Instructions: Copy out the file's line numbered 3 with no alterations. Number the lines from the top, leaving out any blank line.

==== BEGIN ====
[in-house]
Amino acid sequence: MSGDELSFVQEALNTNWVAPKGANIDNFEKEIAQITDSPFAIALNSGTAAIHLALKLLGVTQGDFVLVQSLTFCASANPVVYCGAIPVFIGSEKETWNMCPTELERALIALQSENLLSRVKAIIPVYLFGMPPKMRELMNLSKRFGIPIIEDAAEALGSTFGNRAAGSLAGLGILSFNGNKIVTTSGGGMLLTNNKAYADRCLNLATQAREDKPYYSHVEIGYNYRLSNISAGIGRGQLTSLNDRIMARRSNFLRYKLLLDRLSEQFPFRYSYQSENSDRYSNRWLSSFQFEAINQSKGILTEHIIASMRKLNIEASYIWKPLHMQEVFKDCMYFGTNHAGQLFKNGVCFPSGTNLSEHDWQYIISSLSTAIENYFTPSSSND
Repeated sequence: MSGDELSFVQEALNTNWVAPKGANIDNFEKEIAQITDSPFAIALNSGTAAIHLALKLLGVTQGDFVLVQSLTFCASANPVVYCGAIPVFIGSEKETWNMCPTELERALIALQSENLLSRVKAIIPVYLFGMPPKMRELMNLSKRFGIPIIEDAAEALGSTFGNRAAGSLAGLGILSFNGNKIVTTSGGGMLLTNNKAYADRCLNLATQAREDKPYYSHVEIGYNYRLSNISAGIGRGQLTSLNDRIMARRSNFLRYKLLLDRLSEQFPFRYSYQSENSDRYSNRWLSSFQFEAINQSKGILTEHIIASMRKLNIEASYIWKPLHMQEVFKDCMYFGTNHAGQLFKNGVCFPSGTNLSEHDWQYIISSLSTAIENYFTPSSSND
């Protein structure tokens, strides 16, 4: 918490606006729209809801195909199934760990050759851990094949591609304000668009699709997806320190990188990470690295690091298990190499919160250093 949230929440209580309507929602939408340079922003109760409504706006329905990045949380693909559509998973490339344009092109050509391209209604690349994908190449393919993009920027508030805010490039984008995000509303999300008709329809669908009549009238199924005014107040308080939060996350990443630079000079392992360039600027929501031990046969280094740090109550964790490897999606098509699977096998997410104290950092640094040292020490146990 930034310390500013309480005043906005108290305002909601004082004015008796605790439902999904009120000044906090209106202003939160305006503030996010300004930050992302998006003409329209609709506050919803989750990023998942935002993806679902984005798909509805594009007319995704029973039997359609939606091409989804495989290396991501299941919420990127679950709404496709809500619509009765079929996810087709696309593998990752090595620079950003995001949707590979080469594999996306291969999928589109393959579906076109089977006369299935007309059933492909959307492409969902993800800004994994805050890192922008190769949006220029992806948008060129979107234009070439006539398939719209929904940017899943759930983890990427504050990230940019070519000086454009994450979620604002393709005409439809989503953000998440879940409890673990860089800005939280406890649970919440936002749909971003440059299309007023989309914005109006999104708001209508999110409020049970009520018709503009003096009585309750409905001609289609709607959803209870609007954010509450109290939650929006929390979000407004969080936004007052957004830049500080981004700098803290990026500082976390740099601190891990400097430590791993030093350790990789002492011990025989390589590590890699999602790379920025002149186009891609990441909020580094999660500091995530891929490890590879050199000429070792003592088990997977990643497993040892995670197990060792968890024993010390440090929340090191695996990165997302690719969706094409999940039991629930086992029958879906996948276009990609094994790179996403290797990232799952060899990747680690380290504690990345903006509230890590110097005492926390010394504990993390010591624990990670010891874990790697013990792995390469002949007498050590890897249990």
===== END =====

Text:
Repeated sequence: MSGDELSFVQEALNTNWVAPKGANIDNFEKEIAQITDSPFAIALNSGTAAIHLALKLLGVTQGDFVLVQSLTFCASANPVVYCGAIPVFIGSEKETWNMCPTELERALIALQSENLLSRVKAIIPVYLFGMPPKMRELMNLSKRFGIPIIEDAAEALGSTFGNRAAGSLAGLGILSFNGNKIVTTSGGGMLLTNNKAYADRCLNLATQAREDKPYYSHVEIGYNYRLSNISAGIGRGQLTSLNDRIMARRSNFLRYKLLLDRLSEQFPFRYSYQSENSDRYSNRWLSSFQFEAINQSKGILTEHIIASMRKLNIEASYIWKPLHMQEVFKDCMYFGTNHAGQLFKNGVCFPSGTNLSEHDWQYIISSLSTAIENYFTPSSSND